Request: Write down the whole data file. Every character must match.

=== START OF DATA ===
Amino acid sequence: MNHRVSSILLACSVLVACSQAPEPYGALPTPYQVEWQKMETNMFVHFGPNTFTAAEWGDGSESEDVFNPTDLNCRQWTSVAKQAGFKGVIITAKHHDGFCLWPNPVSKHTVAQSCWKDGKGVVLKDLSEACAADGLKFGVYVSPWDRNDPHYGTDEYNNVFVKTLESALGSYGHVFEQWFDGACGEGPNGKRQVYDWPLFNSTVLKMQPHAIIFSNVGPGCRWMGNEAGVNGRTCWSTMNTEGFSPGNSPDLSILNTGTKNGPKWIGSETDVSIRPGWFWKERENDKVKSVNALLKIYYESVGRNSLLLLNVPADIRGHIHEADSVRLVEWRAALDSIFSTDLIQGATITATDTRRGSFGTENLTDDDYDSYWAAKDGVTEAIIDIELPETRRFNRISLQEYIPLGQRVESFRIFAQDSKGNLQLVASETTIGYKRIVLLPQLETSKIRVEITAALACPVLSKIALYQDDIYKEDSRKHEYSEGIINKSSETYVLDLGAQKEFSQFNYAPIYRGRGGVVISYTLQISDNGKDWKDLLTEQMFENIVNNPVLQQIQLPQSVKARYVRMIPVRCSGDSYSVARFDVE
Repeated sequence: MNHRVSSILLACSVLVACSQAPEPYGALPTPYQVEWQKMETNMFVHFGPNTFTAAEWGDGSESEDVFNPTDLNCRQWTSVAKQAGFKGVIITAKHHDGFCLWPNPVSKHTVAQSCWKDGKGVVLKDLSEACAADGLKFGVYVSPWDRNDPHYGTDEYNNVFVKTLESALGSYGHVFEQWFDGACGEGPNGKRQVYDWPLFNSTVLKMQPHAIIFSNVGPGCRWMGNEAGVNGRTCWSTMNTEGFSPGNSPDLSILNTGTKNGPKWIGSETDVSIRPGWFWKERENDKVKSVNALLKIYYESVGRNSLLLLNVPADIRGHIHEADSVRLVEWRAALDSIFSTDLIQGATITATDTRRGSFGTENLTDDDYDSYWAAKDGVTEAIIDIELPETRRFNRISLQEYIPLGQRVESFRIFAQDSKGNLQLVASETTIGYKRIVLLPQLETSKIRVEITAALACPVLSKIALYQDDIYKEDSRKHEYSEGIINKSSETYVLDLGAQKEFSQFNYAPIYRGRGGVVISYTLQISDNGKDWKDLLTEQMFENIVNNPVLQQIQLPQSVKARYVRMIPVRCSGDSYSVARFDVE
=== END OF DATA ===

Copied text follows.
Amino acid sequence: MNHRVSSILLACSVLVACSQAPEPYGALPTPYQVEWQKMETNMFVHFGPNTFTAAEWGDGSESEDVFNPTDLNCRQWTSVAKQAGFKGVIITAKHHDGFCLWPNPVSKHTVAQSCWKDGKGVVLKDLSEACAADGLKFGVYVSPWDRNDPHYGTDEYNNVFVKTLESALGSYGHVFEQWFDGACGEGPNGKRQVYDWPLFNSTVLKMQPHAIIFSNVGPGCRWMGNEAGVNGRTCWSTMNTEGFSPGNSPDLSILNTGTKNGPKWIGSETDVSIRPGWFWKERENDKVKSVNALLKIYYESVGRNSLLLLNVPADIRGHIHEADSVRLVEWRAALDSIFSTDLIQGATITATDTRRGSFGTENLTDDDYDSYWAAKDGVTEAIIDIELPETRRFNRISLQEYIPLGQRVESFRIFAQDSKGNLQLVASETTIGYKRIVLLPQLETSKIRVEITAALACPVLSKIALYQDDIYKEDSRKHEYSEGIINKSSETYVLDLGAQKEFSQFNYAPIYRGRGGVVISYTLQISDNGKDWKDLLTEQMFENIVNNPVLQQIQLPQSVKARYVRMIPVRCSGDSYSVARFDVE
Repeated sequence: MNHRVSSILLACSVLVACSQAPEPYGALPTPYQVEWQKMETNMFVHFGPNTFTAAEWGDGSESEDVFNPTDLNCRQWTSVAKQAGFKGVIITAKHHDGFCLWPNPVSKHTVAQSCWKDGKGVVLKDLSEACAADGLKFGVYVSPWDRNDPHYGTDEYNNVFVKTLESALGSYGHVFEQWFDGACGEGPNGKRQVYDWPLFNSTVLKMQPHAIIFSNVGPGCRWMGNEAGVNGRTCWSTMNTEGFSPGNSPDLSILNTGTKNGPKWIGSETDVSIRPGWFWKERENDKVKSVNALLKIYYESVGRNSLLLLNVPADIRGHIHEADSVRLVEWRAALDSIFSTDLIQGATITATDTRRGSFGTENLTDDDYDSYWAAKDGVTEAIIDIELPETRRFNRISLQEYIPLGQRVESFRIFAQDSKGNLQLVASETTIGYKRIVLLPQLETSKIRVEITAALACPVLSKIALYQDDIYKEDSRKHEYSEGIINKSSETYVLDLGAQKEFSQFNYAPIYRGRGGVVISYTLQISDNGKDWKDLLTEQMFENIVNNPVLQQIQLPQSVKARYVRMIPVRCSGDSYSVARFDVE